In its raw materials strategy adopted in 2020, the federal government states that the use of all domestic mineral raw materials is indispensable for Germany’s economy and prosperity. Sand, gravel, quartz sand and natural stone, for example, together with recovered raw materials from mineral construction and demolition waste, are the basic materials for the production of bulk mineral building materials and for direct applications in the course of construction measures.
There is a long-term demand for primary and recycled mineral raw materials for the entire construction sector (residential construction, commercial construction, infrastructure projects, etc.) and as a basic material for industrial processes. The annual demand for aggregates in Germany is around 590 million t. Recycled aggregates processed from mineral construction waste are used for this purpose, as are primary products from quarries and gravel pits.
Dr. Gerd Hagenguth, President of the Bundesverband Mineralische Rohstoffe e.V., also sees no competition between building materials. “Today, 90% of rock raw materials are already recycled. Processing and utilisation processes of mineral primary and recycled raw materials complement each other. In many companies that extract primary raw materials such as sand, gravel and natural stone, road excavation, demolition and soil materials are also processed in parallel and sold as quality-controlled recycling products. This means that gravel pit and quarry operators are often both producers and suppliers of mineral recycling products.”
In the processing of primary as well as mineral demolition material, questions of transport distances, available quantities with consistent properties, and energy and water consumption for processing play a role. The aspect of availability close to demand has the greatest influence on sustainability and thus on the recycling of mineral construction waste. This applies equally to the generation, processing and sales opportunities. An ideal variant is road construction measures in which the excavated road material is processed close to the construction site and directly reinstalled, because the transport costs for heavy bulk goods quickly exceed the value of the goods. Transport distances and the resulting transport costs are thus the biggest regulator for the attractiveness of the application. Consequently, the higher the degree of urbanisation, the more profitable the processing and use of RC materials. In metropolitan regions, demolition, processing and reuse sites are usually closer together than in rural areas, and: “A positive effect is that there are about 3000 extraction sites for rock raw materials in Germany, which, distributed decentrally, can process accumulating demolition material,” says Dr. Gerd Hagenguth, explaining the possibilities in interaction with the many rock companies experienced in recycling.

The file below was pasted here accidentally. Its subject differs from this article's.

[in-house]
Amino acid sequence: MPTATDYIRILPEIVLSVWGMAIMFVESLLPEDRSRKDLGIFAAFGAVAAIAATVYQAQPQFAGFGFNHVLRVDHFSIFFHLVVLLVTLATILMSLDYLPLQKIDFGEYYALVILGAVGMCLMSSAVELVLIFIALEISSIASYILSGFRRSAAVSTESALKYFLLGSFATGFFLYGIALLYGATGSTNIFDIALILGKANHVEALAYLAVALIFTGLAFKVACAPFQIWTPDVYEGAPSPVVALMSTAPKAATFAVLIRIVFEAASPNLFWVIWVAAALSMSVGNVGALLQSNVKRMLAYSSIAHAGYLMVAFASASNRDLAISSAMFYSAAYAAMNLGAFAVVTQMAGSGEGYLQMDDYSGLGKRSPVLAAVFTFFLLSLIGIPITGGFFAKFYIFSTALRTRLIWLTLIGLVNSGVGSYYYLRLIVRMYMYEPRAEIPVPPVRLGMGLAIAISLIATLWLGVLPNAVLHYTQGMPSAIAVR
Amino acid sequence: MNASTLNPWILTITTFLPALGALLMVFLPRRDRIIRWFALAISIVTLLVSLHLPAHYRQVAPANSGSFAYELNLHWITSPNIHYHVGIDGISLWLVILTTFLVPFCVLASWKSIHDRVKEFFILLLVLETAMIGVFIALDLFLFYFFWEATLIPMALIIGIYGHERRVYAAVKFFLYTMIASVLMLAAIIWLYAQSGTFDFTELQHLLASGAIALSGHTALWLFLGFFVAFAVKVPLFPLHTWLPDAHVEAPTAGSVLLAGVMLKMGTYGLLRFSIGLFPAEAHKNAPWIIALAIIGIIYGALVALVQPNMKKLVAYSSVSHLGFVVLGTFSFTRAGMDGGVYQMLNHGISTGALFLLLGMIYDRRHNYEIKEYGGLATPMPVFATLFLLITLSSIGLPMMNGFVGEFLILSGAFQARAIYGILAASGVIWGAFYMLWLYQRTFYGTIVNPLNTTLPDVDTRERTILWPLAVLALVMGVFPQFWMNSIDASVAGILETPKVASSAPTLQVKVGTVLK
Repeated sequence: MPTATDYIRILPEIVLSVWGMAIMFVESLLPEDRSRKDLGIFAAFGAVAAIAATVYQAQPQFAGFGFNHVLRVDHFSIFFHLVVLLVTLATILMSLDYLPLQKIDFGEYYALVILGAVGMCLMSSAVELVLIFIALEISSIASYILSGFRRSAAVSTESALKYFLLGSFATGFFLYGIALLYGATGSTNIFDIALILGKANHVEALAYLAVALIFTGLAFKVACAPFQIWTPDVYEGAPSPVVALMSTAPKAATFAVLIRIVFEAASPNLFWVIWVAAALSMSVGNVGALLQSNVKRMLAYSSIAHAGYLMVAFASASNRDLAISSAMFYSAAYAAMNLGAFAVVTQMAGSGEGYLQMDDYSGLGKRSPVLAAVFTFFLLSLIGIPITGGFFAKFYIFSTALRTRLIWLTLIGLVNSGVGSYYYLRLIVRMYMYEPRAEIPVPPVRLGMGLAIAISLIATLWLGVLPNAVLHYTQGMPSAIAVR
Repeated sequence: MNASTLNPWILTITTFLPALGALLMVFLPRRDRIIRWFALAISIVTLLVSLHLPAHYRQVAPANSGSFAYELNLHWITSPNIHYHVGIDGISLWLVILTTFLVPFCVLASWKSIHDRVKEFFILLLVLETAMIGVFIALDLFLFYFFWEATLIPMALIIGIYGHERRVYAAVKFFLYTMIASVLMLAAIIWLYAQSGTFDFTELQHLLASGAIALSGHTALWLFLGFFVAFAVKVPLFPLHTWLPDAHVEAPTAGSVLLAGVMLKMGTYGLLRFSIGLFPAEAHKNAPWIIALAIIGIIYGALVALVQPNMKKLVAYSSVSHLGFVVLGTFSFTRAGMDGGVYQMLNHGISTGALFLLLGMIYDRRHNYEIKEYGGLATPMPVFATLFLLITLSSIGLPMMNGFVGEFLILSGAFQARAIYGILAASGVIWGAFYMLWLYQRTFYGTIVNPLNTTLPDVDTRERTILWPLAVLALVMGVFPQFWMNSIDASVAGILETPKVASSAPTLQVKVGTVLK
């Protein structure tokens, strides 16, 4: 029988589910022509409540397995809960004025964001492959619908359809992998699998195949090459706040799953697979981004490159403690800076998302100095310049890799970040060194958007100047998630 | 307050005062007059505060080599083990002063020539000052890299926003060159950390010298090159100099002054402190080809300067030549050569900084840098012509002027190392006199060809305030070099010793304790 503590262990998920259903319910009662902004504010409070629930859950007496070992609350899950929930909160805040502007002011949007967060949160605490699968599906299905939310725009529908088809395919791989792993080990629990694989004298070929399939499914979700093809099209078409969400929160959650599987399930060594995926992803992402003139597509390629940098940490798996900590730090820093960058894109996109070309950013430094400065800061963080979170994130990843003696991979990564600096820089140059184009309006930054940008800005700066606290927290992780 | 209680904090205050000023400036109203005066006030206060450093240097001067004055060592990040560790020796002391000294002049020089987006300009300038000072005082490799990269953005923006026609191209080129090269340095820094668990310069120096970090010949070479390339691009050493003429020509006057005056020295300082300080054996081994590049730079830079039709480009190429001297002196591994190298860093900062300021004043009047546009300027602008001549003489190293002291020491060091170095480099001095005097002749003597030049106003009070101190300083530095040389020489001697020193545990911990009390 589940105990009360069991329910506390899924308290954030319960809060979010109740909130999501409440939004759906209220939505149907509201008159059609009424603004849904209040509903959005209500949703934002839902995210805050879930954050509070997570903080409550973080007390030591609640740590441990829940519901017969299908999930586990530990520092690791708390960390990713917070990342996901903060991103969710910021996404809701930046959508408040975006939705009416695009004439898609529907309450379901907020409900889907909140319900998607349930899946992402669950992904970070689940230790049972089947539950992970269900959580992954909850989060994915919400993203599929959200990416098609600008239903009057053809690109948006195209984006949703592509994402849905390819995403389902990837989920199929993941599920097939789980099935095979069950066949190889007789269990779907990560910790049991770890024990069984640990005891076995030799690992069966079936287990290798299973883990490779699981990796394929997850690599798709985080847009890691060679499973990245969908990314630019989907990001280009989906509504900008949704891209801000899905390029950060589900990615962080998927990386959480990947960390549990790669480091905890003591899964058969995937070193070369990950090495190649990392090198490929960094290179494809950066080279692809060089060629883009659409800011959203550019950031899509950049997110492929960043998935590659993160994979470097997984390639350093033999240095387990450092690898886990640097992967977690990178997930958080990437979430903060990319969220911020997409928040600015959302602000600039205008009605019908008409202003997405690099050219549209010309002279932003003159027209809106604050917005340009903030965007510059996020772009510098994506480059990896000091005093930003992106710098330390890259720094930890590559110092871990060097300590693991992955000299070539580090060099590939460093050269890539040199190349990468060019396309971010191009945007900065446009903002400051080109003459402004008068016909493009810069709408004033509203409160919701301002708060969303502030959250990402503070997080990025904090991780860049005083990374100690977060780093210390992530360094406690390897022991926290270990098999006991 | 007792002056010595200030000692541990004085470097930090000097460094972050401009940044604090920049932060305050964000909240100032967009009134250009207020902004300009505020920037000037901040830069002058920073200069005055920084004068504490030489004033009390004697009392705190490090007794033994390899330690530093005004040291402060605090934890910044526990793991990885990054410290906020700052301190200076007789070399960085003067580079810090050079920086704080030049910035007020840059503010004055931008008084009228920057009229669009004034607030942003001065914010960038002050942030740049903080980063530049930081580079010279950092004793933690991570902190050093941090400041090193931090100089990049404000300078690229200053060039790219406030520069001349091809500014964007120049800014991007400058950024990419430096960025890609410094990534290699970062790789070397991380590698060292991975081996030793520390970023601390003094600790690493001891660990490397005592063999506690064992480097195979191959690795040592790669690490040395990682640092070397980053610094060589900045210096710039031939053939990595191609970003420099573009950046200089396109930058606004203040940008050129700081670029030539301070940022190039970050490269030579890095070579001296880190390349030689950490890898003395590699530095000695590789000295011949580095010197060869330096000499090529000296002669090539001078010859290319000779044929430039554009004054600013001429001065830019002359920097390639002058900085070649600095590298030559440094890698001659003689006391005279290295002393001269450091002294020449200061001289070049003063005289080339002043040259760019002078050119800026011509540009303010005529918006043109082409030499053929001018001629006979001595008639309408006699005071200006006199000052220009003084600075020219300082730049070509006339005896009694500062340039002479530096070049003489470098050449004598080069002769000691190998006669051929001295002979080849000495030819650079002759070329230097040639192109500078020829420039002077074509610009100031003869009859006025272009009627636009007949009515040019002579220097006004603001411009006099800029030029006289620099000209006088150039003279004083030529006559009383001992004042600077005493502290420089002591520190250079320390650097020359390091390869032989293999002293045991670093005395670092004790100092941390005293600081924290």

Michael Stoll and Dr. Gerd Hagenguth agree that it makes no sense to position the advantages and disadvantages of both groups of building materials against each other, since a strong coexistence has long since developed. Instead, both call for RC building materials to be given a boost through technology-open and neutral tenders. “For public tenders, product neutrality has already been fixed in the VOB/A for more than 10 years and RC building materials are to be preferred to primary raw materials according to the Closed Substance Cycle Waste Management Act if they are technically equally suitable,” says Michael Stoll. “Unfortunately, these aspects are still applied too hesitantly in public procurement. Although this will not change the absolute amount of substitution of primary materials by RC materials, because only as much can be recycled and used as is available from deconstruction measures, it does result in a clear image enhancement.”